800 Ma and alternating sandstones and siltstones of Triassic age at the
southern segment of the Yingxiu-Beichuan fault (N31° 8'59.36",
E103° 41'28.71"). WFSD-1 shed light to the existence of at least 12
fault zones. The Principal Slip Zone (PSZ) of the Wenchuan earthquake
has been identified at a depth of 589.17 m to 589.28 m (FZ590). To
understand the high magnetic susceptibility in FZ590, we sampled 6
specimens every 10 cm down from 589.05 m-depth to 589.55 m-depth. The
amount of sample is typically about 3-5 g of powder due to the limited
and valuable material available. A series of rock magnetic
investigations were made, such as mass magnetic susceptibility,
high-temperature magnetic susceptibility, magnetic hysteresis loops. The
mass and ferromagnetic materials magnetic susceptibility from the 589.25
m-depth sample shows a higher peak than from other samples, while the
paramagnetic materials magnetic susceptibility shows a decrease from
589.05 to 589.55 m-depth. The k-T curves of the selected samples all
display a rapid slope increase after 380°and a marked peak occurs at
about 510°in the heating curves. The magnetic susceptibility reaches
zero at about 585°. Every cooling curve shows a clear hump between
580° and 380°, which is clearly higher than the heating curves.
The hysteresis loops show the character of closed at about 0.3 T and the
low-coercivity phases. The hysteresis parameters are plotted in a Mr/Ms
versus Hcr/Hc diagram, except the 589. 55 m-depth sample, which could
not be determined due to a very weak expression. All the samples display
typical Pseudo-Single Domain (PSD) field. Rock magnetic data from a
small amount of samples provide valuable information on the core PSZ.
The primary ferromagnetic minerals in this segment are magnetite with
the PSD grain size, which suggests that the grain size cannot be the
main reason for the high magnetic susceptibility at the PSZ. The
dominant mechanism responsible for the 589.25 m-depth high magnetic
susceptibility might be the production of new magnetite from
iron-containing silicates or clays (e.g. chlorite) caused by frictional
heating during earthquakes. Keywords Wenchuan Earthquake,
Yingxiu-Beichuan Fault, Slip Zone, Magnetic Properties
[show abstract][hide abstract] ABSTRACT: Scientific drilling in active faults after a large earthquake is ideal to study earthquake mechanisms. The Wenchuan earthquake Fault Scientific Drilling project (WFSD) is an extremely rapid response to the 2008 Ms 8.0 Wenchuan earthquake, which happened along the Longmenshan fault, eastern margin of the Tibetan Plateau. In order to better understand the fault mechanism and the physical and chemical characteristics of the rocks, the WFSD project will eventually drill 5 boreholes along the two main faults. This paper focuses on the first hole (WFSD-1), which started just 178 days after the earthquake, down to a final depth of 1201.15 m. Petrological and structural analyses of the cores allowed the identification of fault-related rocks in the Yingxiu–Beichuan fault (fault gouge, cataclasite, and fault breccia), and the Principle Slip Zone (PSZ) location of the Wenchuan earthquake was determined. We found 12 fault zones in the entire core profile, with at least 10, including the Yingxiu–Beichuan fault zone, with a multiple cores structure and minimum width of ~ 100 m. The co-seismic slip plane of the Wenchuan earthquake at depth (corresponding to the Yingxiu–Beichuan fault zone at the outcrop), as well as its PSZ, was expected to be located at the bottom of the fault zone (at 759 m-depth). Instead, it was found at ~590 m-depth with 1 cm-wide fresh fault gouge, as determined by logging data such as temperature, natural gamma ray, p-wave velocity and resistivity, combined with the fresh appearance, magnetic susceptibility, and microstructure of the gouge. The Wenchuan earthquake slip plane has a dip angle of ~ 65°, showing the high-angle thrust feature. The distribution of fault gouge with several meters thick, the location of the Wenchuan earthquake's PSZ and the thickness of fresh gouge all imply a correlation between the width of the fault zone and the number of seismic events.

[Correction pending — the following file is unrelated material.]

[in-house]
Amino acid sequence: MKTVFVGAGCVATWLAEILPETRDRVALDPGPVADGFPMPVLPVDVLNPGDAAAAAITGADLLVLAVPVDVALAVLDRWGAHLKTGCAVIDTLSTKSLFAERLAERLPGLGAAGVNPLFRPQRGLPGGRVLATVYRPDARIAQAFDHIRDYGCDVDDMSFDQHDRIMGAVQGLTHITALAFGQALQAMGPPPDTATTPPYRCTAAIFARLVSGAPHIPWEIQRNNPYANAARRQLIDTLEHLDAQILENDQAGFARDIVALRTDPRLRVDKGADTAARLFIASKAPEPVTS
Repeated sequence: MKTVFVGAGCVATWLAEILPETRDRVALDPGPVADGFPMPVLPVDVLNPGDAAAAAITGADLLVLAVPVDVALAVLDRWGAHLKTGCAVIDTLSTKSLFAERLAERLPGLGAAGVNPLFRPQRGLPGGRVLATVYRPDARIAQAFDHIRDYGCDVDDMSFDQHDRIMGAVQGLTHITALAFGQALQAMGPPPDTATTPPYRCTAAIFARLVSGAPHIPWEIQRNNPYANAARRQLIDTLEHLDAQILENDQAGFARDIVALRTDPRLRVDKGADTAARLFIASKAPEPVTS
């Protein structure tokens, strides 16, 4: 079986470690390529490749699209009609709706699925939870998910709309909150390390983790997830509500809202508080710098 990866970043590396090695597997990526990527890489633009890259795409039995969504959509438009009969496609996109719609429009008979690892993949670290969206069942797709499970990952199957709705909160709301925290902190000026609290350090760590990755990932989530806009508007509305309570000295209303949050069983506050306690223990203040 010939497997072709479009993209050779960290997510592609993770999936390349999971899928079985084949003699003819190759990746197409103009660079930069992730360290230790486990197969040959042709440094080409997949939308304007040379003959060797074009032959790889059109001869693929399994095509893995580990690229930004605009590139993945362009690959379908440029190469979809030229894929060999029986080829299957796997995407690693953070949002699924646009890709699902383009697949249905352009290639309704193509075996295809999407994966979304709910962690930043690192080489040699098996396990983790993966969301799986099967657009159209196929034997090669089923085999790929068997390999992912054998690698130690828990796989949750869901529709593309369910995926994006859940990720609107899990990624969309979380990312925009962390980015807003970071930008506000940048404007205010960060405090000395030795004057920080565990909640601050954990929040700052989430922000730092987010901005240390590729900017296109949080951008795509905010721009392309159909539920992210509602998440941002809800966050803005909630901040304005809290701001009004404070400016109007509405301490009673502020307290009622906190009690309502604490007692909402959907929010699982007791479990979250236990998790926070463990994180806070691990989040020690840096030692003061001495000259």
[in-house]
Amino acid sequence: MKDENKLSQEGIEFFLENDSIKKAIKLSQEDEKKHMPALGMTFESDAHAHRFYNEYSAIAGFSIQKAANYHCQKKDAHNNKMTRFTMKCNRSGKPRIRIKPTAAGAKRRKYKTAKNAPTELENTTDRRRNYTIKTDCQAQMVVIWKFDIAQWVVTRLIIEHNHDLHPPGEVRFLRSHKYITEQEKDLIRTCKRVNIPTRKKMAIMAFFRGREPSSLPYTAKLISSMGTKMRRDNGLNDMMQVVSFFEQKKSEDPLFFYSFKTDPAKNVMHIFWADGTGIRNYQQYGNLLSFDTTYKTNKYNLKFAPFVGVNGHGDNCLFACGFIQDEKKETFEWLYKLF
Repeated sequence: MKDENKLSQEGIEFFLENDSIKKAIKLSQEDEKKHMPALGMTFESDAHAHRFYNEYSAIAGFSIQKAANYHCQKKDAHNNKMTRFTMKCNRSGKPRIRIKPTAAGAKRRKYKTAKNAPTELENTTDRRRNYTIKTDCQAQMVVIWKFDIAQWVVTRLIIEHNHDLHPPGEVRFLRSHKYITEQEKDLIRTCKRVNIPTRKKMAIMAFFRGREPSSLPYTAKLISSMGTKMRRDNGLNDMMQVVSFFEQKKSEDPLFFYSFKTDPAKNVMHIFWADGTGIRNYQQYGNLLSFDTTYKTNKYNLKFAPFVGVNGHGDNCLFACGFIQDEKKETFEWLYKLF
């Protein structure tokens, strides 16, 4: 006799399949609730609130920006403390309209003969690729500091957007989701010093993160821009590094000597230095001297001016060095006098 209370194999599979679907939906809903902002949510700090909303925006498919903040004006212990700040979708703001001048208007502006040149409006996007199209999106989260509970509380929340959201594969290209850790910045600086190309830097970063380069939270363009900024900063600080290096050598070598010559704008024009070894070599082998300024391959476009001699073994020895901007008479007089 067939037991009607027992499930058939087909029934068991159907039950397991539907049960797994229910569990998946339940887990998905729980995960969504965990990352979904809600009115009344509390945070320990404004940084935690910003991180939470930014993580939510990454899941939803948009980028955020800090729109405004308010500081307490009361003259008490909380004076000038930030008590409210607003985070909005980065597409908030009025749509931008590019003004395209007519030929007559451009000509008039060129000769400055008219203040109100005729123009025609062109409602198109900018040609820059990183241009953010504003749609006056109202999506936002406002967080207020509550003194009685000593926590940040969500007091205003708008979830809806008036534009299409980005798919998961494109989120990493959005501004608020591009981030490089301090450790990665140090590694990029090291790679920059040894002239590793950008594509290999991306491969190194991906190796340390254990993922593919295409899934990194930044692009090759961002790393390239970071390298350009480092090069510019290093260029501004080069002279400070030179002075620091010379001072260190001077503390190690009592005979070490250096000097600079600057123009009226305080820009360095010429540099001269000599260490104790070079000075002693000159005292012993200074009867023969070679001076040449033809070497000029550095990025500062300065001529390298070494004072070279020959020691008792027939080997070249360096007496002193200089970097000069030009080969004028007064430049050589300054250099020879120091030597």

[show abstract][hide abstract] ABSTRACT: Twenty sites were drilled in the late Cretaceous Shexing Formation for palaeomagnetic studies in the Lhasa terrane near the locality of Maxiang (29.9°N/90.7°E). The stepwise thermal demagnetizations successfully isolated high unblocking temperature characteristic directions. The tilt-corrected mean direction is D/I=350.8°/32.1° with α95=8.1° and N=20 sites, corresponding to a paleopole at 75.0°N, 306.7°E with A95=6.8°. Positive fold tests indicate a primary origin for the characteristic remanence. Based on previous Cretaceous data mainly from the Takena Formation and Paleocene data from the Linzizong volcanic rocks near the city of Lhasa, the latitude of the southern margin of Asia is located at about 15°N, and yields a stable position of the Lhasa terrane during Cretaceous and Paleocene. Compared with expected paleomagnetic directions from the stable India and Eurasia blocks, the collision palaeolatitude further implies the total latitudinal convergence was accommodated by 1700±800km (16.2±7.6°) between southern Tibet and stable Eurasia and 1500±830km (14.4±7.9°) between southern Tibet and stable India since the collision of India and Eurasia. A collision age between c. 54 and 47Ma was determined using the results for the southern margin of Eurasia according to our new data and the extent of ‘Greater India’.